U.S. first lady Jill Biden speaks during a visit to a vaccination centre at Capital High School in Charleston, West Virginia, U.S., May 13, 2021. (PC-Oliver Contreras/Pool via REUTERS)
Jill Biden, the first lady, landed in West Virginia on Thursday just as the Centers for Disease Control and Prevention said that vaccinated Americans could, for the most part, remove their masks. So she did.
After weeks of murky guidance from the CDC on what vaccinated Americans can and cannot do, the sight of a maskless first lady disembarking from her plane went far to clear up confusion — at least in Charleston, where she visited a vaccine clinic for children set up inside a high school.
“We feel naked!” Biden said to a group of junior military officers and reporters who had gathered outside the school to greet her. Seeming to remember that she was the first lady standing in front of a row of cameras, Biden paused. “I didn’t mean it that way,” she said.
Fully vaccinated people not required to wear masks: US CDC
It was a memorable moment that underscored in a very public way just how isolating these past million or so months have been — for one, small talk is harder than it used to be — and just how suddenly the green light toward normalcy had arrived. (Biden removed her mask, she said, because she had seen the new guidance on television en route to West Virginia.)
Back in Washington, there was another odd occurrence: The removal of masks became the first bipartisan activity of the Biden era. At the White House, President Joe Biden struck a statesmanlike tone when he addressed the public in the Rose Garden.
“We’ve had too much conflict,” he said, “too much bitterness, too much anger, too much polarization of this issue about wearing masks.”
Biden, who last month had been criticized for not removing his mask in the days after the CDC recommended that vaccinated Americans could go without them outdoors, this time promptly addressed the public after the announcement was made.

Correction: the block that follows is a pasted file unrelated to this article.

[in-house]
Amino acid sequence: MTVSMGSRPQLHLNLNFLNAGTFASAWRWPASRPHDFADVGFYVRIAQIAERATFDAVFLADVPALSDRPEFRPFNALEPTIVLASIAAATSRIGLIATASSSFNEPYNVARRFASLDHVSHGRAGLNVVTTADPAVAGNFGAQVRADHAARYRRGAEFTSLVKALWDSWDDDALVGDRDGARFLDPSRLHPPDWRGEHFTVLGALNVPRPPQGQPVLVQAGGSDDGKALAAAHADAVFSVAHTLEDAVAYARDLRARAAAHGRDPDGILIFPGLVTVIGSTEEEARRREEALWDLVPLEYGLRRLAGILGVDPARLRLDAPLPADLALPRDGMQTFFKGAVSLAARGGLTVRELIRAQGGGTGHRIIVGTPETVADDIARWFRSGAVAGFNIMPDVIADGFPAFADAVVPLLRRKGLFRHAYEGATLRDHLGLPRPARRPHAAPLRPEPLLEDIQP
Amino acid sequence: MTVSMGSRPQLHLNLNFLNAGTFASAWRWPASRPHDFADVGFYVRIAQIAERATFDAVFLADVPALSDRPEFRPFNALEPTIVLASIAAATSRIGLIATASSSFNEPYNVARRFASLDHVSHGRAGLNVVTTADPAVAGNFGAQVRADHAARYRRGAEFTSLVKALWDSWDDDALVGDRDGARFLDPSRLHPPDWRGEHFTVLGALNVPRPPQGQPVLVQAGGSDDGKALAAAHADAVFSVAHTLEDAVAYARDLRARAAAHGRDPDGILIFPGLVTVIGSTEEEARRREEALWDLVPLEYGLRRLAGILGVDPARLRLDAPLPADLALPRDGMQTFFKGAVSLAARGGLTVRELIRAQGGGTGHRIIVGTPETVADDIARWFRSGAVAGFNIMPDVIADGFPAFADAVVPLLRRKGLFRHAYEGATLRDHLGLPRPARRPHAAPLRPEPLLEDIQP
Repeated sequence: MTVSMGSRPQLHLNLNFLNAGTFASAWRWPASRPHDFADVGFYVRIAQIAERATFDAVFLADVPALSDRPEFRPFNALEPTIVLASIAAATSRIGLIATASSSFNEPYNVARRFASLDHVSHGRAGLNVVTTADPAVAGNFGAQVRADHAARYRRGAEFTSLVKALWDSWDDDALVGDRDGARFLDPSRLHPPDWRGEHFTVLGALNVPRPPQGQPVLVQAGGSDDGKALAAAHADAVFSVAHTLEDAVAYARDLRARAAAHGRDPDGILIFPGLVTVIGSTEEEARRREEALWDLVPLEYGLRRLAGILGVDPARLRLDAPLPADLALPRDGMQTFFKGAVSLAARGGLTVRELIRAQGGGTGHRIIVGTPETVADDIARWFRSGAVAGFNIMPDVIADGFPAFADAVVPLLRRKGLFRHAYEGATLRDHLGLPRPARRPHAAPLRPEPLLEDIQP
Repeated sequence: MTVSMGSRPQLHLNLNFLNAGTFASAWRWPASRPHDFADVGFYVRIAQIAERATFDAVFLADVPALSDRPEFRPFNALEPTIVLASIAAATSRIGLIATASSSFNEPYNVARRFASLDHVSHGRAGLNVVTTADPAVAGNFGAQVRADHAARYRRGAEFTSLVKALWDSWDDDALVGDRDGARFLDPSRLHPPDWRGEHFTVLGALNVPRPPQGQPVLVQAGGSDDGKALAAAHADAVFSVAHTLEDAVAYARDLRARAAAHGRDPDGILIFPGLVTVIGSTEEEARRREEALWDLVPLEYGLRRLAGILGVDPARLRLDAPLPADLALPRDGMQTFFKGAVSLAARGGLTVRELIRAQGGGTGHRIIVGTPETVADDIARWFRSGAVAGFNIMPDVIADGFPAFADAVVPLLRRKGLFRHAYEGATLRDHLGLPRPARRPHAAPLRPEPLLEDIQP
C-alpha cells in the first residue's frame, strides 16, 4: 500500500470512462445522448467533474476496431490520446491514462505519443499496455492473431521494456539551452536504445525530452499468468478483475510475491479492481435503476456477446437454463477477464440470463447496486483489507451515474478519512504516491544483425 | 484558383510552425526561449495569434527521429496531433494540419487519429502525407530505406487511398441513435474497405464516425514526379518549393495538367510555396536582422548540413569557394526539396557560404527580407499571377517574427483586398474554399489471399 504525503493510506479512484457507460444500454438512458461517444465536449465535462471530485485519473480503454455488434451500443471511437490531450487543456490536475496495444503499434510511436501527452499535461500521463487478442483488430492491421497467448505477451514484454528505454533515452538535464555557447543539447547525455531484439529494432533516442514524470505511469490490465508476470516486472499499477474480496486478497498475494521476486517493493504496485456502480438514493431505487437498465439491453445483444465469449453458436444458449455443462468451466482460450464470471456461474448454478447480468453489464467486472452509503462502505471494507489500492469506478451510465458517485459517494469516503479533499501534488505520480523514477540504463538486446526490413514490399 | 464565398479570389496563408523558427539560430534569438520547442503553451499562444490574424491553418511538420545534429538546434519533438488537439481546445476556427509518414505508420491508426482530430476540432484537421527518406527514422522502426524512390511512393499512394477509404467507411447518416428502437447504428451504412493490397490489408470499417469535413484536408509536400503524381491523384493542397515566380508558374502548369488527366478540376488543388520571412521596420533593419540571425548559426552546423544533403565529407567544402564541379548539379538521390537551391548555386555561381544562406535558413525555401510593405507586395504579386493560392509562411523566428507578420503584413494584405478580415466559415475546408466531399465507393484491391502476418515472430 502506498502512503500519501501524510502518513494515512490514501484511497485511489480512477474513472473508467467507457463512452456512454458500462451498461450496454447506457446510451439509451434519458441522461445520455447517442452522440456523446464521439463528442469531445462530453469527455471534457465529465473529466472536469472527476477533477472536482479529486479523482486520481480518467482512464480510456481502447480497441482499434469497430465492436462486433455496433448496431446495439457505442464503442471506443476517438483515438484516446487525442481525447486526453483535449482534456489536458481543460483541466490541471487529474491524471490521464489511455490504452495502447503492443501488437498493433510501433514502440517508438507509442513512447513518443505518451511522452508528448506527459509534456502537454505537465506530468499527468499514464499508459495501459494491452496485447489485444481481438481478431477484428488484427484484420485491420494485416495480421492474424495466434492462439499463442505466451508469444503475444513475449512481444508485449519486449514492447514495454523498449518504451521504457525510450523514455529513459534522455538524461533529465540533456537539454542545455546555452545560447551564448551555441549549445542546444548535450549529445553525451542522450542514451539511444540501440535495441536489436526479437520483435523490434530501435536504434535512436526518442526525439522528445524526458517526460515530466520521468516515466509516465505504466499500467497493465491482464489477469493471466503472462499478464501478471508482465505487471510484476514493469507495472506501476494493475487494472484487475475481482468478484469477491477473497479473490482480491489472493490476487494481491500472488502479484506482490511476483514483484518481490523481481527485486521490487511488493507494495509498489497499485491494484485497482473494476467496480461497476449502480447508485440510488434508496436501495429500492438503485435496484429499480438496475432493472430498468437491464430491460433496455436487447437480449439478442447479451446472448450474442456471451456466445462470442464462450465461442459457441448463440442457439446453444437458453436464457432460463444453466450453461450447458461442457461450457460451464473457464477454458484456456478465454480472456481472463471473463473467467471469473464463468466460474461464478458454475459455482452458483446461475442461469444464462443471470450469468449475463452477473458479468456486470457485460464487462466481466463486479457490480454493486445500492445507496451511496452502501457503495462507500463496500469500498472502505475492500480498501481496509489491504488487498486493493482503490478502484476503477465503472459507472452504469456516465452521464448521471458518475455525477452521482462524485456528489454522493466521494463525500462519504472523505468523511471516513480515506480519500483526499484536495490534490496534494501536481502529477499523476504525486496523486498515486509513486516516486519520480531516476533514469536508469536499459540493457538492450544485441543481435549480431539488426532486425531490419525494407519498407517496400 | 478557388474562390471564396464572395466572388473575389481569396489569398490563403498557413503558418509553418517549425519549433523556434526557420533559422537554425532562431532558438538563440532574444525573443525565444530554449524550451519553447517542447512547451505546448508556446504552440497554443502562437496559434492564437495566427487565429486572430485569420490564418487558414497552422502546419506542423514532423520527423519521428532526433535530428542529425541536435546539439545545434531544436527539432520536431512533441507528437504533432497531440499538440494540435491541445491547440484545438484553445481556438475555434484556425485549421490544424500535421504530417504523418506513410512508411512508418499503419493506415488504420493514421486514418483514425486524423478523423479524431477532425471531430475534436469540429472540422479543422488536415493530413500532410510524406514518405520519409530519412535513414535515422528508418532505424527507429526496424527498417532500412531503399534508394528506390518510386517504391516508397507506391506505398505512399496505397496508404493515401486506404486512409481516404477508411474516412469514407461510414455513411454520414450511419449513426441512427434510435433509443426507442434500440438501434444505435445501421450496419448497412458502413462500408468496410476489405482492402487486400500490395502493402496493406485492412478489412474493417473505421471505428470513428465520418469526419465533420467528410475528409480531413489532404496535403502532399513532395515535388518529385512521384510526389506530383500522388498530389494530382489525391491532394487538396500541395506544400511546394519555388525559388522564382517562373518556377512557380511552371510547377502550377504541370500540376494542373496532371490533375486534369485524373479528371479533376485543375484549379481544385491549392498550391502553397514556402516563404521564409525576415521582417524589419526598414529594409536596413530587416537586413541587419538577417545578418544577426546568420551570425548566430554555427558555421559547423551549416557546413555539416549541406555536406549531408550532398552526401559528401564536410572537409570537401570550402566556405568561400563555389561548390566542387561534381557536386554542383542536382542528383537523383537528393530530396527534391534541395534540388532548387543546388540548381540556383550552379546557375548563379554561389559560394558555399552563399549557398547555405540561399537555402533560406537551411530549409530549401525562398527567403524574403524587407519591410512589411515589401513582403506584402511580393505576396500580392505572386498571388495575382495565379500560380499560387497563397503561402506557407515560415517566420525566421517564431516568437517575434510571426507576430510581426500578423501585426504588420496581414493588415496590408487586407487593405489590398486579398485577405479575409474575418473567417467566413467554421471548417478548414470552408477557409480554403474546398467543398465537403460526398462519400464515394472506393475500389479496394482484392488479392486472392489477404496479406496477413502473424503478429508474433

“You know, some may say — just feel more comfortable continuing to wear a mask,” Biden said. “So, if you’re someone with a mask, you see them, please treat them with kindness and respect.”
It was a quick pivot for a White House that had been strict and to the letter about mask wearing. Only hours earlier, Biden’s advisers had been so strict about the practice that they were known to police private meetings. In the past, Biden would go mask-free only around family members and his closest advisers — at times, officials were reminded by more stringent advisers, including Ron Klain, the chief of staff, about existing guidelines, a senior administration official said.
But during a meeting on infrastructure, held in the Oval Office with a bipartisan group of senators earlier in the day, Biden removed his face covering. So did the lawmakers, Sen. Shelley Moore Capito, R-W.Va., told reporters.
In the West Wing, officials, who had been restricted from holding large in-person meetings, began removing their masks as the administration issued new guidance for anyone on the complex: People who had their last required vaccine dose at least 14 days earlier are now permitted to remove face coverings.
The news shocked some junior aides, who knew that an impromptu event was being set up in the Rose Garden, but did not know that they would soon be able to remove their face coverings. Officials who are vaccinated are still tested for the coronavirus at least once per week, and that is expected to continue, according to an administration official who was not authorized to discuss internal planning.